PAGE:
Is Taking On Too Much Sabotaging Your Business?

We’re lucky here in North Carolina, where March really does feel like spring.  The warmer weather puts an extra spring in my step, and I suddenly feel like doing more than usual.

I feel like cleaning, organizing, planning, and taking on new projects.

I find it difficult to let my ideas and projects sit undone.

I want to take it all on.

But what I’ve finally come to realize, and am still reminding myself, is that I can’t take it all on.  Well, I can, but there are consequences to that – ones that don’t turn out well for me personally or professionally.

Are you also a doer?  Do you find it difficult to resist the urge to do it all?

While this sounds counter intuitive, I want to share how resisting the urge to “do it all” is actually be the best thing you can do to build your business.

This is a lesson I’ve had to learn the hard way.

When you’re in the early years of growing your business, it often takes putting in long hours because you’re learning and doing everything for the first time. You’re developing programs, creating content, figuring out how to best market yourself. You’re learning new technology and what goes into running an online business.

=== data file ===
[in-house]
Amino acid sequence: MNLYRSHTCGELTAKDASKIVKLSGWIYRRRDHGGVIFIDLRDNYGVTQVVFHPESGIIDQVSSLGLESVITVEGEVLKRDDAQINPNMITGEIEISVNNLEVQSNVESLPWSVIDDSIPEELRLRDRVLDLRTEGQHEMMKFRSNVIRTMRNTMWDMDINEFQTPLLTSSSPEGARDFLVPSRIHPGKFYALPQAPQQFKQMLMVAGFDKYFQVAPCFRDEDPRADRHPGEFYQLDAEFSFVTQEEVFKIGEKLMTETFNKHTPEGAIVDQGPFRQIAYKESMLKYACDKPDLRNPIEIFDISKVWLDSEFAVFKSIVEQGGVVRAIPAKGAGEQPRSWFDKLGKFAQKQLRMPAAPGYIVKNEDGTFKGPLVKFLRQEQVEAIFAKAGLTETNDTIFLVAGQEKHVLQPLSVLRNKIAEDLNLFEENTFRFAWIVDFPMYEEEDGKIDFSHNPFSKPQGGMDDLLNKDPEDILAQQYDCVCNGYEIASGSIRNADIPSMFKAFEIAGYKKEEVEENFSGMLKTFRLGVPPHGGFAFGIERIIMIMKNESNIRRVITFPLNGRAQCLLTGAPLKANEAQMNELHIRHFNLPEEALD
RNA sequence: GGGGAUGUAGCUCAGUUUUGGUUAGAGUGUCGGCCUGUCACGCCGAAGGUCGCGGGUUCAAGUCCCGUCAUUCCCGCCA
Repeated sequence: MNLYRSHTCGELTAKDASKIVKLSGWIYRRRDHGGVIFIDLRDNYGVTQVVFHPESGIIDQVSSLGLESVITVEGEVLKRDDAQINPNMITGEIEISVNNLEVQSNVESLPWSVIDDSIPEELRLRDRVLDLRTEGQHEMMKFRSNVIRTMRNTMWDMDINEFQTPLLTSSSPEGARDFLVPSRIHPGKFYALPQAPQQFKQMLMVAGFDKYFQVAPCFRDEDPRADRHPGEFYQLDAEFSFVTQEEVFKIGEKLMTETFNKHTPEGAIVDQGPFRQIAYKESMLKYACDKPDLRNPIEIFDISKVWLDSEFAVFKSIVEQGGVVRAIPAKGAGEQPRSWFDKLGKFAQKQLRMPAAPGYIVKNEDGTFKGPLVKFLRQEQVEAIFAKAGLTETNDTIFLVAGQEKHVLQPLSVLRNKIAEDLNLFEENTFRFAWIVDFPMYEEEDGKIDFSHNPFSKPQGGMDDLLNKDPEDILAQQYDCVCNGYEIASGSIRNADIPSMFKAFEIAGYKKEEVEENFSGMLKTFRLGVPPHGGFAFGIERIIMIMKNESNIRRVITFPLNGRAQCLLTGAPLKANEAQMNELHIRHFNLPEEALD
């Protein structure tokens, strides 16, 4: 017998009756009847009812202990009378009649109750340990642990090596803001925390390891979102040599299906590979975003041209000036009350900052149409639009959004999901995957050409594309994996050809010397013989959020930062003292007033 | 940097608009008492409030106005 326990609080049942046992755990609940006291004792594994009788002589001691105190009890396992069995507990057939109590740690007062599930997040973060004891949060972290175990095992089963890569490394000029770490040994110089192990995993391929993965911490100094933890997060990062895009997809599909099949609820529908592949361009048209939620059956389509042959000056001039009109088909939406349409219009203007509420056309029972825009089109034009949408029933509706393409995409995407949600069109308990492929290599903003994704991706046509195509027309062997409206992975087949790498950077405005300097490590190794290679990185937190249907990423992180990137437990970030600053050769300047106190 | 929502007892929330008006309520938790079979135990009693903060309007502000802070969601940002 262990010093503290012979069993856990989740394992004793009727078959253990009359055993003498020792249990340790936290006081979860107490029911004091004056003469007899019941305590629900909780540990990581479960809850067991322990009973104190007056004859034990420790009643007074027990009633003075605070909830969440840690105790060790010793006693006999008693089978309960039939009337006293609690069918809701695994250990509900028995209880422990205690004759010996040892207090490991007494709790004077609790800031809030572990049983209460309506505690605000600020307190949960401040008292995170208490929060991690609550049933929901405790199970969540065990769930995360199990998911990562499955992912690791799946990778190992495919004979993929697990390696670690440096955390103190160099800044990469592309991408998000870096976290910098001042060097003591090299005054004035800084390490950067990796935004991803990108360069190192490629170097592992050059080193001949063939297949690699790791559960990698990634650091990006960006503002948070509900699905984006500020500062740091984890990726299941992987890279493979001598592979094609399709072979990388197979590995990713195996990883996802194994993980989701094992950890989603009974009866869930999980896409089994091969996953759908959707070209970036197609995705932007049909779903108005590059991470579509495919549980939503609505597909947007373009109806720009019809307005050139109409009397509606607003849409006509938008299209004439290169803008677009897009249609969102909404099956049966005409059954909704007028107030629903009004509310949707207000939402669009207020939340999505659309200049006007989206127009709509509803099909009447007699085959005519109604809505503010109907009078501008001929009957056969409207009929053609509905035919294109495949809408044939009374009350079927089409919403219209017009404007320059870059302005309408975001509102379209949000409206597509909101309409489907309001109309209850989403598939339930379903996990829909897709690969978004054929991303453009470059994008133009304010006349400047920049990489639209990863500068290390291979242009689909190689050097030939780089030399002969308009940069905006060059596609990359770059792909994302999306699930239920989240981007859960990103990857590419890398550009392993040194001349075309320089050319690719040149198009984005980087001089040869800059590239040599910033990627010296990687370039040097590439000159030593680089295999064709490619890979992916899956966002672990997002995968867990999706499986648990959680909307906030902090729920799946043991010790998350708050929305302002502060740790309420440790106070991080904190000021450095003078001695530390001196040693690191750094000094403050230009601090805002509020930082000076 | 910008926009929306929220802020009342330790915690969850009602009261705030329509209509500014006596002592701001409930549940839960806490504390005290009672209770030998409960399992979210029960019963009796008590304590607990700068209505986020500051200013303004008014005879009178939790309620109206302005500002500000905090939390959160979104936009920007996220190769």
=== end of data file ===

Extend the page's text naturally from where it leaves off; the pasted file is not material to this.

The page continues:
There’s nothing wrong with working hard, as long as you’re enjoying it most of the time.

With that being said, I do feel that we can be our own worst boss sometimes.  We are so committed to our work, that we often demand too much of ourselves.

It can feel like we have to do it all right now.

This is where I’ve found we get into trouble.

When we take on multiple projects at the same time, it’s almost impossible to do them well.

Having been in the situation, I can say that it’s definitely possible to do a decent or a “good” job with multiple projects at the same time.  But, I’ve found it’s next to impossible to do an extraordinary job when you’re focus, time, and energy is split between several priorities.

When I first started health coaching, I was very motivated to build my business quickly. So I took on many things at once. I wanted to be in action. I wanted to be able to tell myself that I was doing everything I needed to do.

This made me very busy, which made me feel like I was doing a good job.

The truth is that by spreading myself so thin, I didn’t put enough attention to any one thing.  From the outside you would never have picked up on this.  I was able to hold it all together, meet deadlines, and get done what needed to.

But what would have happened if I had focused on quality rather than quantity?

When we allow ourselves to focus on one main priority at a time, it allows us to be more creative.  We have more time to …

… think and explore.

… put ourselves in our audience’s shoes and carefully craft an email.

… tune into what’s working and what’s not working.

… promote and craft a speaking engagement.

… put that something extra into a program that you become known for.

… follow-up with a potential partner and have a thoughtful dialogue that creates an amazing opportunity.